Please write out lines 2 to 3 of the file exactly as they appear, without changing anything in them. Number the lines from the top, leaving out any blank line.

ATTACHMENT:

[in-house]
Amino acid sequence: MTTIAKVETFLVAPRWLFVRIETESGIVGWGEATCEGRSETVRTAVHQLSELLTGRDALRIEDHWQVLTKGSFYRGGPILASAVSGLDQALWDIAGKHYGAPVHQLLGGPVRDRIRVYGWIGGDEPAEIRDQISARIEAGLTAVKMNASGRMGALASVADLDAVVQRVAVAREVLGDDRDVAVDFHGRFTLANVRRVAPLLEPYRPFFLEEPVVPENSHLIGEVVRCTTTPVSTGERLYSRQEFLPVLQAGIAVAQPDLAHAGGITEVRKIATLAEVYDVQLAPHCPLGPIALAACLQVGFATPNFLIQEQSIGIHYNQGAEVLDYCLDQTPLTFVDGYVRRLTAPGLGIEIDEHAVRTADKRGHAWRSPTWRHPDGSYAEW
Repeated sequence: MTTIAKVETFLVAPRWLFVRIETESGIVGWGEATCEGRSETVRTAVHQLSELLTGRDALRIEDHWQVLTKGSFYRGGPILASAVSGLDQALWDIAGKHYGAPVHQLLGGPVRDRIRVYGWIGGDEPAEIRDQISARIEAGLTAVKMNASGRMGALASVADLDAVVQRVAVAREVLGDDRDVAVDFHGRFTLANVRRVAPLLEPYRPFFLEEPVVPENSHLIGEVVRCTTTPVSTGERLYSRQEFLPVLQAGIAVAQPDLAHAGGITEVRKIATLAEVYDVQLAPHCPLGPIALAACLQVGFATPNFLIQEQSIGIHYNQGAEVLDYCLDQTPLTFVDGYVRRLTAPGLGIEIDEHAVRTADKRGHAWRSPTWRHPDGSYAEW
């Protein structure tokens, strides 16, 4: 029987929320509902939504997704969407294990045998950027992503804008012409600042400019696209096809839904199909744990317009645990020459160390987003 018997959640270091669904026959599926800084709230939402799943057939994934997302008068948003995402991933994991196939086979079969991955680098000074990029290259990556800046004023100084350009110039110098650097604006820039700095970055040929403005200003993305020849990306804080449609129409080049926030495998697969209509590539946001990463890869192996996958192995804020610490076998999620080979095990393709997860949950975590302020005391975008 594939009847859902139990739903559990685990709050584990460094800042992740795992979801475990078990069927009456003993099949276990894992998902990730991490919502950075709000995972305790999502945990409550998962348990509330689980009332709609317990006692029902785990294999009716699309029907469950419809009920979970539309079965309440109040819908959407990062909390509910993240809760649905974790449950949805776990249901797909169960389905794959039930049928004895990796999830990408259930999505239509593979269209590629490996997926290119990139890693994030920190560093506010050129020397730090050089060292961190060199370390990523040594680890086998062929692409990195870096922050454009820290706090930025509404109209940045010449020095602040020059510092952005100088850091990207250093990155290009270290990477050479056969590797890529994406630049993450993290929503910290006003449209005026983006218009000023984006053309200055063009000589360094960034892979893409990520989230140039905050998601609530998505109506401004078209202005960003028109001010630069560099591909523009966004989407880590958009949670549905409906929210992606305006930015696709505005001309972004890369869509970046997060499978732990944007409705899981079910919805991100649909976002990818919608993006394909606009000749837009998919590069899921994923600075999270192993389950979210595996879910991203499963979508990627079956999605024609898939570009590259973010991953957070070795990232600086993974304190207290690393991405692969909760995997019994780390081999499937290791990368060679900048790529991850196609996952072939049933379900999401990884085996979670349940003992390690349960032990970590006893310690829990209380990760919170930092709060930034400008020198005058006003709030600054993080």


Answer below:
Amino acid sequence: MTTIAKVETFLVAPRWLFVRIETESGIVGWGEATCEGRSETVRTAVHQLSELLTGRDALRIEDHWQVLTKGSFYRGGPILASAVSGLDQALWDIAGKHYGAPVHQLLGGPVRDRIRVYGWIGGDEPAEIRDQISARIEAGLTAVKMNASGRMGALASVADLDAVVQRVAVAREVLGDDRDVAVDFHGRFTLANVRRVAPLLEPYRPFFLEEPVVPENSHLIGEVVRCTTTPVSTGERLYSRQEFLPVLQAGIAVAQPDLAHAGGITEVRKIATLAEVYDVQLAPHCPLGPIALAACLQVGFATPNFLIQEQSIGIHYNQGAEVLDYCLDQTPLTFVDGYVRRLTAPGLGIEIDEHAVRTADKRGHAWRSPTWRHPDGSYAEW
Repeated sequence: MTTIAKVETFLVAPRWLFVRIETESGIVGWGEATCEGRSETVRTAVHQLSELLTGRDALRIEDHWQVLTKGSFYRGGPILASAVSGLDQALWDIAGKHYGAPVHQLLGGPVRDRIRVYGWIGGDEPAEIRDQISARIEAGLTAVKMNASGRMGALASVADLDAVVQRVAVAREVLGDDRDVAVDFHGRFTLANVRRVAPLLEPYRPFFLEEPVVPENSHLIGEVVRCTTTPVSTGERLYSRQEFLPVLQAGIAVAQPDLAHAGGITEVRKIATLAEVYDVQLAPHCPLGPIALAACLQVGFATPNFLIQEQSIGIHYNQGAEVLDYCLDQTPLTFVDGYVRRLTAPGLGIEIDEHAVRTADKRGHAWRSPTWRHPDGSYAEW